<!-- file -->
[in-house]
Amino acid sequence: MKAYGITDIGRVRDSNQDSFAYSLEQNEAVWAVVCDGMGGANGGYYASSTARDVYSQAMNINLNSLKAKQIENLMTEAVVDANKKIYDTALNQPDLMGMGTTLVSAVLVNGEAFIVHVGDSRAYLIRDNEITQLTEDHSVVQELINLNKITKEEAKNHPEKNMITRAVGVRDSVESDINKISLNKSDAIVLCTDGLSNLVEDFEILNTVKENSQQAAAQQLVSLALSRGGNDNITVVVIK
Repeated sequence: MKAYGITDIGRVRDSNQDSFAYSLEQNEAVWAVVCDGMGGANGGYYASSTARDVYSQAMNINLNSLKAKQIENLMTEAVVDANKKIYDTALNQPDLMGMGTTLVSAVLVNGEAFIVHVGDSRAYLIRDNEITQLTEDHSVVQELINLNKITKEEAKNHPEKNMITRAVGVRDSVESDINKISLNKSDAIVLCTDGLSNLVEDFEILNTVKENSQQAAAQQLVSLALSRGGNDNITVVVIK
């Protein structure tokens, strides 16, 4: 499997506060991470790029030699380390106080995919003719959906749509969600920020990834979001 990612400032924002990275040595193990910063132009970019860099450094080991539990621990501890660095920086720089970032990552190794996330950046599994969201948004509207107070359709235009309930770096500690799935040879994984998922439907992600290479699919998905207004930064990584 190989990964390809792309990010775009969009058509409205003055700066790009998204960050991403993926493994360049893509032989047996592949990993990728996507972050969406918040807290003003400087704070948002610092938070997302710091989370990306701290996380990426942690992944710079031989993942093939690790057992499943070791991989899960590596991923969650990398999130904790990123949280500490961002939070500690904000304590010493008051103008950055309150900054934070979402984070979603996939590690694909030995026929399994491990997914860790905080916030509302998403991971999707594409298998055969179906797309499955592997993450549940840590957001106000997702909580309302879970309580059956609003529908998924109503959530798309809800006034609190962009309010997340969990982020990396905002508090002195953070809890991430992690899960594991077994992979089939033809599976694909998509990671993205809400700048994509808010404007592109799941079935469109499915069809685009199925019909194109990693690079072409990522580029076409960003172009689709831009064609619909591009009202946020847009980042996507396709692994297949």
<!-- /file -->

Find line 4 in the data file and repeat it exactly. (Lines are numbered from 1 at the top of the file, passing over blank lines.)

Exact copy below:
């Protein structure tokens, strides 16, 4: 499997506060991470790029030699380390106080995919003719959906749509969600920020990834979001 990612400032924002990275040595193990910063132009970019860099450094080991539990621990501890660095920086720089970032990552190794996330950046599994969201948004509207107070359709235009309930770096500690799935040879994984998922439907992600290479699919998905207004930064990584 190989990964390809792309990010775009969009058509409205003055700066790009998204960050991403993926493994360049893509032989047996592949990993990728996507972050969406918040807290003003400087704070948002610092938070997302710091989370990306701290996380990426942690992944710079031989993942093939690790057992499943070791991989899960590596991923969650990398999130904790990123949280500490961002939070500690904000304590010493008051103008950055309150900054934070979402984070979603996939590690694909030995026929399994491990997914860790905080916030509302998403991971999707594409298998055969179906797309499955592997993450549940840590957001106000997702909580309302879970309580059956609003529908998924109503959530798309809800006034609190962009309010997340969990982020990396905002508090002195953070809890991430992690899960594991077994992979089939033809599976694909998509990671993205809400700048994509808010404007592109799941079935469109499915069809685009199925019909194109990693690079072409990522580029076409960003172009689709831009064609619909591009009202946020847009980042996507396709692994297949």